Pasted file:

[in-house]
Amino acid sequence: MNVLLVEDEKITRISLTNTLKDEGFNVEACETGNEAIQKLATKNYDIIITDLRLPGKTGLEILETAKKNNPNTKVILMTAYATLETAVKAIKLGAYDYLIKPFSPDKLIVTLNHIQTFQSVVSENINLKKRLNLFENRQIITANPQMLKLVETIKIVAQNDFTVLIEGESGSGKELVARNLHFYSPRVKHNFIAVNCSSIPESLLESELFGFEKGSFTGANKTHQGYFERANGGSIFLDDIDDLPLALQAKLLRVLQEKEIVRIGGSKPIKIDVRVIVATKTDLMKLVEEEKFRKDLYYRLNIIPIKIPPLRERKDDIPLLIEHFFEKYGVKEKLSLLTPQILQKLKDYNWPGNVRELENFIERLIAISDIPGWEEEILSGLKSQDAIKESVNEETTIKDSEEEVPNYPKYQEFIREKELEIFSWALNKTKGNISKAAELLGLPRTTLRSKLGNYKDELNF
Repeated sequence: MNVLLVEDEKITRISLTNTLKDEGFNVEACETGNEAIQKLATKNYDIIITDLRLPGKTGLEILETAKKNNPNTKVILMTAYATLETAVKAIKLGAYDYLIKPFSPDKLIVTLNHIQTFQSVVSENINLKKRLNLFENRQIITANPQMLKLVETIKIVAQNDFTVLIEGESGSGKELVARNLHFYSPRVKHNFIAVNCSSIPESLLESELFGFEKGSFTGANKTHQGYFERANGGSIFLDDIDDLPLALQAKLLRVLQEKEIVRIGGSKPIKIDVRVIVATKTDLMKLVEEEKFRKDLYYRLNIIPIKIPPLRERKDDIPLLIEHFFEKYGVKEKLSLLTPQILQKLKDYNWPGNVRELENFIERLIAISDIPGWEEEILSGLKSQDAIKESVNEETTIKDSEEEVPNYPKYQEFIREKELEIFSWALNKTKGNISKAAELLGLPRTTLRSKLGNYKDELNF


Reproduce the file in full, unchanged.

[in-house]
Amino acid sequence: MNVLLVEDEKITRISLTNTLKDEGFNVEACETGNEAIQKLATKNYDIIITDLRLPGKTGLEILETAKKNNPNTKVILMTAYATLETAVKAIKLGAYDYLIKPFSPDKLIVTLNHIQTFQSVVSENINLKKRLNLFENRQIITANPQMLKLVETIKIVAQNDFTVLIEGESGSGKELVARNLHFYSPRVKHNFIAVNCSSIPESLLESELFGFEKGSFTGANKTHQGYFERANGGSIFLDDIDDLPLALQAKLLRVLQEKEIVRIGGSKPIKIDVRVIVATKTDLMKLVEEEKFRKDLYYRLNIIPIKIPPLRERKDDIPLLIEHFFEKYGVKEKLSLLTPQILQKLKDYNWPGNVRELENFIERLIAISDIPGWEEEILSGLKSQDAIKESVNEETTIKDSEEEVPNYPKYQEFIREKELEIFSWALNKTKGNISKAAELLGLPRTTLRSKLGNYKDELNF
Repeated sequence: MNVLLVEDEKITRISLTNTLKDEGFNVEACETGNEAIQKLATKNYDIIITDLRLPGKTGLEILETAKKNNPNTKVILMTAYATLETAVKAIKLGAYDYLIKPFSPDKLIVTLNHIQTFQSVVSENINLKKRLNLFENRQIITANPQMLKLVETIKIVAQNDFTVLIEGESGSGKELVARNLHFYSPRVKHNFIAVNCSSIPESLLESELFGFEKGSFTGANKTHQGYFERANGGSIFLDDIDDLPLALQAKLLRVLQEKEIVRIGGSKPIKIDVRVIVATKTDLMKLVEEEKFRKDLYYRLNIIPIKIPPLRERKDDIPLLIEHFFEKYGVKEKLSLLTPQILQKLKDYNWPGNVRELENFIERLIAISDIPGWEEEILSGLKSQDAIKESVNEETTIKDSEEEVPNYPKYQEFIREKELEIFSWALNKTKGNISKAAELLGLPRTTLRSKLGNYKDELNF